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Cocktails with Chris

hosted by Christine Potter   //   Friday at 4p est

"I'm just a gal who likes to mix things up: music, strange cocktail ingredients, and a swanky Nick & Nora ambiance with old school free form rock and roll radio.  It's no secret that I'm a little obsessive about all things Robyn Hitchcock, but my husband's OK with it.  Besides, I end every Cocktails with Chris by standing next to one of the world's great pipe organs for a few minutes and subjecting my listeners to the sometimes-deafening results.  I promise you a tasty cocktail recipe every week, along with music that starts with The Comedian Harmonists, careens through psych and prog rock, and often smashes into the shoals of roots and jazz.  Not to mention a sprinkling of indie pop, and Brit folk. Join me high atop the Potter building, in a swanky neighborhood near you." - cp


Post-Election Day Cocktail: More Chocolate!!

I'm home.  And I'll be (God willing and the creek don't rise) be doing my usual Area 24 radio show Thursday at 4 PM!

I'll tell you about my journey--and Lord was it ever a long one--on the air.  But here's a cocktail that sort of segues out of my trip and into my Life Back At Home, a cocktail I dreamed up last night whilst my dearest and nearest were watching the election returns.  It uses a rare ingredient: chocolate bitters.  I used Scrappy's, available here, but you could also use Fee Brothers, which Amazon carries.  Found the Scrappy's at Theo Chocolate in Seattle on my last day there; I had taken the tour of their factory.

So, for the wonderfully non-vanilla second term President of the United States:


1 and 1/2 oz bourbon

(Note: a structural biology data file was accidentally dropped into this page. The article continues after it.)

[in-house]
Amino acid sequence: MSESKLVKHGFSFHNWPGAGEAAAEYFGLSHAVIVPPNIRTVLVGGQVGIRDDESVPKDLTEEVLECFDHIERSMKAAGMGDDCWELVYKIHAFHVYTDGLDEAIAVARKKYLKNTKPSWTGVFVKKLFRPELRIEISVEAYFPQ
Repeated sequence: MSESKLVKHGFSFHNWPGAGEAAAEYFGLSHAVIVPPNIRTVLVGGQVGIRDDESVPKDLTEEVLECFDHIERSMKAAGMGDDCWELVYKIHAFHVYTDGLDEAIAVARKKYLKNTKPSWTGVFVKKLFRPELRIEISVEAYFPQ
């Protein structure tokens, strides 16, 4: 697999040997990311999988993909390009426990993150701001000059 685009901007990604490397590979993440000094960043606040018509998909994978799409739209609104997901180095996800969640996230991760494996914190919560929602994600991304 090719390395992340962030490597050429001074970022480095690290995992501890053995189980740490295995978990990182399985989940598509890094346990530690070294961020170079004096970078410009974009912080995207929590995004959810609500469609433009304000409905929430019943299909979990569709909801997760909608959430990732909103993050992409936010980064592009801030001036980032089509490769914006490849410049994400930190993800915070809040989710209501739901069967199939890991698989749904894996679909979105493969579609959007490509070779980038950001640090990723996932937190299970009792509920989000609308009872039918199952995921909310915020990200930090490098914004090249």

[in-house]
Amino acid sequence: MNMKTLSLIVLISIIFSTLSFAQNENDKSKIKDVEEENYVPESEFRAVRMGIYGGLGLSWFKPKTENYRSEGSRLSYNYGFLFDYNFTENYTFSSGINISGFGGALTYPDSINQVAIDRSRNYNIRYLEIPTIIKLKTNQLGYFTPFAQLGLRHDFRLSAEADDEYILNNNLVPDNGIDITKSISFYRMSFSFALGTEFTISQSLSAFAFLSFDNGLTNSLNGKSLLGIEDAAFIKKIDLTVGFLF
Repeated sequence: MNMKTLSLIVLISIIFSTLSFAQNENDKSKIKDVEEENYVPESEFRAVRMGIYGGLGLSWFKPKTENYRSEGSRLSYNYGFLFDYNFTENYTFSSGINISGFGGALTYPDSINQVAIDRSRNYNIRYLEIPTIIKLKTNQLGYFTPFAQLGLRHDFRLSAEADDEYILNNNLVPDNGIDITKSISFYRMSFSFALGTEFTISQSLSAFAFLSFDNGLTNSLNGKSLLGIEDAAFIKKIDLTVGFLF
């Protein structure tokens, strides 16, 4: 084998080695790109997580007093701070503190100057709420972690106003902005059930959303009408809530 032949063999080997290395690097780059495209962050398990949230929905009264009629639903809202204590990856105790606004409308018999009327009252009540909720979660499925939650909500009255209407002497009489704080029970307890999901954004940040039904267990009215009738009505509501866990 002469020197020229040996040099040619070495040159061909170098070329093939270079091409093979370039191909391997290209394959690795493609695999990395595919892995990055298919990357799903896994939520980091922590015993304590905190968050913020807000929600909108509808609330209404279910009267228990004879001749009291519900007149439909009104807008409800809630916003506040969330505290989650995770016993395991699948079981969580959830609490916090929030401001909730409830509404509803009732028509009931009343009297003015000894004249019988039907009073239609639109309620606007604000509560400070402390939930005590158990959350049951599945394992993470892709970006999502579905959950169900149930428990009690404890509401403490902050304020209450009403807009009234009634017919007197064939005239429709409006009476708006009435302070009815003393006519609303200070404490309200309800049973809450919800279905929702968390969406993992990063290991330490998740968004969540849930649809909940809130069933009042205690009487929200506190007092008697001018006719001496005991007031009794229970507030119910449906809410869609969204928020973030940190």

1/2 oz red vermouth

1/2 oz lime juice

1/4 to 1/2 oz creme de cacao (Bolls, silver variety)

1/4 to 1/2 oz Domaine de Canton liqueur (this is ginger-flavored)

a dash or two chocolate bitters

NOTE: Start with the lesser amount of sweet stuff (the creme de cacao and gingery liqueur) and taste.  You may want a full half oz of both liqueurs--or not.  This should not be a dessert-tasting drink, but different people have different palates.

Shake hard over ice and strain into a chilled cocktail glass with a pretty garnish: I'd suggest a curl of lime zest or perhaps a quarter-wheel of lime.  Good, eh?

Here's to four more years!  And speaking of 4, that's when I'll be on the air Thursday!


A Cocktail, with Chocolate in it, Named for a Train!

And now for something completely different...

There are things that happen in a cocktail shaker or a mixing glass that defy expectation.  Consider the ingredients in a 20th Century Cocktail: gin, lemon juice, chocolate.  Sounds not so tempting, yes?  Ah, but add the quinine-y French aperitif Lillet, and you have something complex, a little sweet, a little sour, and with all sorts of other things slinking around in the background.  It's a really yummy drink.